Cloud chamber

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Cloud chamber with visible tracks from ionizing radiation (short, thick: α-particles; long, thin: β-particles). See also Animated Version
Video of a Cloud chamber in action

The cloud chamber, also known as the Wilson chamber, is a particle detector used for detecting ionizing radiation.

A Home Made Cloud Chamber
Image taken in the Pic du Midi at 2877m in a Phywe PJ45 cloud chamber (size of surface is 45 x 45 cm). This rare picture shows in a single shot the 4 particles that we can detect in a cloud chamber : proton, electron, muon (probably) and alpha

In its most basic form, a cloud chamber is a sealed environment containing a supersaturated vapor of water or alcohol. When a charged particle (for example, an alpha or beta particle) interacts with the mixture, the fluid is ionized. The resulting ions act as condensation nuclei, around which a mist will form (because the mixture is on the point of condensation). The high energies of alpha and beta particles mean that a trail is left, due to many ions being produced along the path of the charged particle. These tracks have distinctive shapes (for example, an alpha particle's track is broad and shows more evidence of deflection by collisions, while an electron's is thinner and straight). When any uniform magnetic field is applied across the cloud chamber, positively and negatively charged particles will curve in opposite directions, according to the Lorentz force law with two particles of opposite charge.

Cloud chambers played a prominent role in the experimental particle physics from 1920s to the 1950s, until the advent of the bubble chamber. In particular, the discoveries of the positron in 1932, the Muon in 1936, both by Carl Anderson (awarded a Nobel Prize in Physics in 1936), and the kaon in 1947 were made using cloud chambers as detectors. Anderson detected the positron and muon in cosmic rays.

Invention[edit]

Charles Thomson Rees Wilson (1869–1959), a Scottish physicist, is credited with inventing the cloud chamber. Inspired by sightings of the Brocken spectre while working on the summit of Ben Nevis in 1894, he began to develop expansion chambers for studying cloud formation and optical phenomena in moist air. Very rapidly he discovered that ions could act as centers for water droplet formation in such chambers. He pursued the application of this discovery and perfected the first cloud chamber in 1911. In Wilson's original chamber the air inside the sealed device was saturated with water vapour, then a diaphragm is used to expand the air inside the chamber (adiabatic expansion). This cools the air and water vapor starts to condense. When an ionizing particle passes through the chamber, water vapor condenses on the resulting ions and the trail of the particle is visible in the vapor cloud. Wilson, along with Arthur Compton, received the Nobel Prize in Physics in 1927 for his work on the cloud chamber. This kind of chamber is also called a Pulsed Chamber, because the conditions for operation are not continuously maintained. Further developments were made by Patrick Blackett who utilised a stiff spring to expand and compress the chamber very rapidly, making the chamber sensitive to particles several times a second. A cine film was used to record the images.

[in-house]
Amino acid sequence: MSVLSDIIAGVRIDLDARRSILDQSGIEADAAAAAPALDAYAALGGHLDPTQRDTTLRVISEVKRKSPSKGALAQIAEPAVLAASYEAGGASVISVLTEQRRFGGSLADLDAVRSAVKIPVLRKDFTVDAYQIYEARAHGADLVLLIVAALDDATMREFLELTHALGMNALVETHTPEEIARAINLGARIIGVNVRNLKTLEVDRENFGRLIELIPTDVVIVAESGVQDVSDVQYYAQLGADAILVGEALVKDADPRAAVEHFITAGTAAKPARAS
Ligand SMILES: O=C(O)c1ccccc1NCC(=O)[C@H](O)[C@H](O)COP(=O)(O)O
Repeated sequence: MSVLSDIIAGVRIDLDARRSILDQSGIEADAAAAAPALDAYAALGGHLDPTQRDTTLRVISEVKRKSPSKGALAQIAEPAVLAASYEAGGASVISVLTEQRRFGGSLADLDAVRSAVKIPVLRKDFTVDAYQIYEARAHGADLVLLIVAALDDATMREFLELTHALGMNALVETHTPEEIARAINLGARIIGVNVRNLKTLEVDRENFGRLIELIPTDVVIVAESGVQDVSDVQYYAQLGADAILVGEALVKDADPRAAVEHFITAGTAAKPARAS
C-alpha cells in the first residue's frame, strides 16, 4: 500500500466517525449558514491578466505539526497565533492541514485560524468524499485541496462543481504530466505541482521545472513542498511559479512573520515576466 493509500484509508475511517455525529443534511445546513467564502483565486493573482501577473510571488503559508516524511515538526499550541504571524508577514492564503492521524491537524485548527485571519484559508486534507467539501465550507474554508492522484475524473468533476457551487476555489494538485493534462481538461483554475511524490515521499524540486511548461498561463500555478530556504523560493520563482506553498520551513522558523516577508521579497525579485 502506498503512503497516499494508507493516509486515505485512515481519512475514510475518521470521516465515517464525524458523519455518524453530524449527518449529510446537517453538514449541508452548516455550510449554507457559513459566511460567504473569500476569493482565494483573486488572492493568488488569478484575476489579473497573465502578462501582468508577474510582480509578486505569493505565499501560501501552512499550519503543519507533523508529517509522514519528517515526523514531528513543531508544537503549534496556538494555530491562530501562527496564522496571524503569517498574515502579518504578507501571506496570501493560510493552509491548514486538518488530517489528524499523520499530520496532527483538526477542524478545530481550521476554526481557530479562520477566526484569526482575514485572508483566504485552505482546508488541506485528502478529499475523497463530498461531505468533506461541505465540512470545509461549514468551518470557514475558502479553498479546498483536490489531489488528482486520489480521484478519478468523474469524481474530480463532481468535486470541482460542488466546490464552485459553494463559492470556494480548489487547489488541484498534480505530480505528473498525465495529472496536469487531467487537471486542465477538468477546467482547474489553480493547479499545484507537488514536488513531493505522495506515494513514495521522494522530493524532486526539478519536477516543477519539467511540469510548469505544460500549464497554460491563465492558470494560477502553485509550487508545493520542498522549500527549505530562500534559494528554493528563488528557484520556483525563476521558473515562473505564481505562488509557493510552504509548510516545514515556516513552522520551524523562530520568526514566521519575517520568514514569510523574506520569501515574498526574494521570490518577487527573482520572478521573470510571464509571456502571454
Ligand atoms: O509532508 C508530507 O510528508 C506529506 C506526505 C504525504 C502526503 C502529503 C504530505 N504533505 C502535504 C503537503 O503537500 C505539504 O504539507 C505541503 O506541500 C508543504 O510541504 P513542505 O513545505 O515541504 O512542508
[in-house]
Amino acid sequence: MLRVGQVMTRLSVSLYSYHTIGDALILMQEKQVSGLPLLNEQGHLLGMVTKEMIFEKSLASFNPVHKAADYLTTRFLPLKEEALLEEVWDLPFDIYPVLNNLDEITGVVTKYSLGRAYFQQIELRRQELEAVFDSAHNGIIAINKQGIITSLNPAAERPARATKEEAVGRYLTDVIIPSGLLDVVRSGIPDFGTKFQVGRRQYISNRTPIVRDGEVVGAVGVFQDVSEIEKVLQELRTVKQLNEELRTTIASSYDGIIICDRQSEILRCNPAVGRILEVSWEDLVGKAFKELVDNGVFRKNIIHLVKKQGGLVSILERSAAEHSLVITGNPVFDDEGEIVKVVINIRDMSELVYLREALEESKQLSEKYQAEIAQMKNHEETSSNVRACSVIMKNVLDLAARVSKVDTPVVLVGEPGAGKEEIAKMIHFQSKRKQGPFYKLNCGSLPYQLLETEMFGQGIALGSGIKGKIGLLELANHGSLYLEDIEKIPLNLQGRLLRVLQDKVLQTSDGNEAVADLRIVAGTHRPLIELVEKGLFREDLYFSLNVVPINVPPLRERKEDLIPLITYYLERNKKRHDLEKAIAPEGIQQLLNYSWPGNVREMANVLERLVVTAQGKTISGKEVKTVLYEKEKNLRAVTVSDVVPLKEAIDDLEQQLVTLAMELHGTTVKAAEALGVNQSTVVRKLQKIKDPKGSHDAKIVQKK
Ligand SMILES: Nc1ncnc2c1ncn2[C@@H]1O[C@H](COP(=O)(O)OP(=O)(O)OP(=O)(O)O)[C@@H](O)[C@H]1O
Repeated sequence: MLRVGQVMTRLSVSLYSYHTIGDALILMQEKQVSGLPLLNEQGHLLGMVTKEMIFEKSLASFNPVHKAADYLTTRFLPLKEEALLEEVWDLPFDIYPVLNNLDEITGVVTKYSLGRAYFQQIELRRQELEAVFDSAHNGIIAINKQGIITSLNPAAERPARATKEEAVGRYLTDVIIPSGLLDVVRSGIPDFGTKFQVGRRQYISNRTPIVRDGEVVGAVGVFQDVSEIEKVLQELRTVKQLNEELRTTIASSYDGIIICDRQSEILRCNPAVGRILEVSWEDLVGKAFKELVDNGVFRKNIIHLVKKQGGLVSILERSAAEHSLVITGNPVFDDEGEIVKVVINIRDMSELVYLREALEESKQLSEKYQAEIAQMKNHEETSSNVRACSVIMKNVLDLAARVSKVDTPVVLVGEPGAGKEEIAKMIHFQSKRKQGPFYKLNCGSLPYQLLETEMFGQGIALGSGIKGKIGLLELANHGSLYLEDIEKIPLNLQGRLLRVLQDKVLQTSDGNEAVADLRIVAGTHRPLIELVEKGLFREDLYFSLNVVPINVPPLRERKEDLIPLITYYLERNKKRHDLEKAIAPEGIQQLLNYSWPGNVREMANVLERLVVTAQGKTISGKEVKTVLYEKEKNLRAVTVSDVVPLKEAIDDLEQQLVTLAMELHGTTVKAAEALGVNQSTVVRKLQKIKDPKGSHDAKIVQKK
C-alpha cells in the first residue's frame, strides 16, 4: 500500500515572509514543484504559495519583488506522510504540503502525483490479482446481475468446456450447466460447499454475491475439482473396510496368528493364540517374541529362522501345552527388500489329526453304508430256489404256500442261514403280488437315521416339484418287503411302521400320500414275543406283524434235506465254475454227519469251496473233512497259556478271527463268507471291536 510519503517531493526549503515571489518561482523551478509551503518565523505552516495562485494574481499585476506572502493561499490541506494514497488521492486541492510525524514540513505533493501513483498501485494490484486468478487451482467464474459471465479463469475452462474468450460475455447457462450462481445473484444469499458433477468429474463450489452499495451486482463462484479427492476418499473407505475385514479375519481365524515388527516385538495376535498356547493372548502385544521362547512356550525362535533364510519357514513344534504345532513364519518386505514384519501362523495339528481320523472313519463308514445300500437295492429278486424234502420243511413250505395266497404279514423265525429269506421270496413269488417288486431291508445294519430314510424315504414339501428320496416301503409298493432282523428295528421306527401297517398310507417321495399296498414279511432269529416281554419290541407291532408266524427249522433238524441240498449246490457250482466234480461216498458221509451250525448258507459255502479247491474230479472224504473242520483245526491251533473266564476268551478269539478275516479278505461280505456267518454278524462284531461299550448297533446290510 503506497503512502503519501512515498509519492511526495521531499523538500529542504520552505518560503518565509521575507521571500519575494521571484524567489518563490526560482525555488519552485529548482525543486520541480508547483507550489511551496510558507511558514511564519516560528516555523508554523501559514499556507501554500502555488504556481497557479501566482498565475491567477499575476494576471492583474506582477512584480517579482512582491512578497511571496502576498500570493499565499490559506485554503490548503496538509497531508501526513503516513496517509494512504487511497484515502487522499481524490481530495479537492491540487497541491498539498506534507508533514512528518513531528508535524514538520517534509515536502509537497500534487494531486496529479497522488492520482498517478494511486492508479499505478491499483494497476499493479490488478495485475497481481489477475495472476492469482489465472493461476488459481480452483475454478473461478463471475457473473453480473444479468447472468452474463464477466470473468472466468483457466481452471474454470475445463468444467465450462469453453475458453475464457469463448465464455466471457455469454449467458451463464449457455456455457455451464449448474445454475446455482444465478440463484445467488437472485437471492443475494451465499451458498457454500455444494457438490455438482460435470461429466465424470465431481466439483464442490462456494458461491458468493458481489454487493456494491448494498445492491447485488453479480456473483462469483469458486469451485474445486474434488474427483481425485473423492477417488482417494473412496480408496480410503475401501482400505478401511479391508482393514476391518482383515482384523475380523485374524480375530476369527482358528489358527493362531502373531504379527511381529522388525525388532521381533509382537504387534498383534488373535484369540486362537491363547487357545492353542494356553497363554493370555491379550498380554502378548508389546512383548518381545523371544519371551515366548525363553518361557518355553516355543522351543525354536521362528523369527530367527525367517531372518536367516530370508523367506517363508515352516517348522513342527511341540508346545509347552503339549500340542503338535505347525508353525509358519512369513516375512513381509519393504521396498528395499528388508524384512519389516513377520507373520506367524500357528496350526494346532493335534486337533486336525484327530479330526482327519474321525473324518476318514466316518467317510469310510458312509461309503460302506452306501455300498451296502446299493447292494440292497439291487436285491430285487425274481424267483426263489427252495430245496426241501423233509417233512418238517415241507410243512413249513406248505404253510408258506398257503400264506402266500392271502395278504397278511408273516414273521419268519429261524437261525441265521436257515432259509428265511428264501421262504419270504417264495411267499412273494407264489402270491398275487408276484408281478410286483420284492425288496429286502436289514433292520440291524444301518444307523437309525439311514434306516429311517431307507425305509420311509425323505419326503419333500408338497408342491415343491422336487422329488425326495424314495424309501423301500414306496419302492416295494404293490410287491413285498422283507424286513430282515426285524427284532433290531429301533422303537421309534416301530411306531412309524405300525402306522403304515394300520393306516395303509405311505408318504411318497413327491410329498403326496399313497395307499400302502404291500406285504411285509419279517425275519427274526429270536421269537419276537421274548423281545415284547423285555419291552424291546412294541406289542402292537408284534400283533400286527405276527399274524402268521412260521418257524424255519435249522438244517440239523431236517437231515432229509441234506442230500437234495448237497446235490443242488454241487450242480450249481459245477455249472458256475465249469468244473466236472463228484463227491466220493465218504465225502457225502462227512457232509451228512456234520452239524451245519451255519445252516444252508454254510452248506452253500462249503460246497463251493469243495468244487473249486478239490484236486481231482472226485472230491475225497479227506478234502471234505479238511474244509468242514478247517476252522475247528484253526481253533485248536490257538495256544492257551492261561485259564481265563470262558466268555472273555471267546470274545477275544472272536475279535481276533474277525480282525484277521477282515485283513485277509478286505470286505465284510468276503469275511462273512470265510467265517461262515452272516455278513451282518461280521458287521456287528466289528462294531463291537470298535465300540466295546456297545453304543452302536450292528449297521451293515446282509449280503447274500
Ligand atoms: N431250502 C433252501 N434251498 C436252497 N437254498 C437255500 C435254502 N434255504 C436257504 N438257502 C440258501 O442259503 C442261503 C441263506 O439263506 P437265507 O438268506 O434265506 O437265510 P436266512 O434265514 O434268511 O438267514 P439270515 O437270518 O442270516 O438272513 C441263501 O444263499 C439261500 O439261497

The diffusion cloud chamber was developed in 1939 by Alexander Langsdorf.[1] This chamber differs from the expansion cloud chamber in that it is continuously sensitized to radiation, and in that the bottom must be cooled to a rather low temperature, generally as cold as −26 °C (−15 °F). Instead of water vapor, alcohol is used because of its lower freezing point. Cloud chambers cooled by dry ice are a common demonstration and hobbyist device; the alcohol used in them is commonly isopropyl alcohol or methylated spirit. There are also water-cooled diffusion cloud chambers, using ethylene glycol.

Example of watercooled thermoelectric cloud chamber

Structure and operation[edit]

track of subatomic particle moving upward through cloud chamber and bending left (an electron would have turned right)
Cloud chamber photograph of the first positron ever observed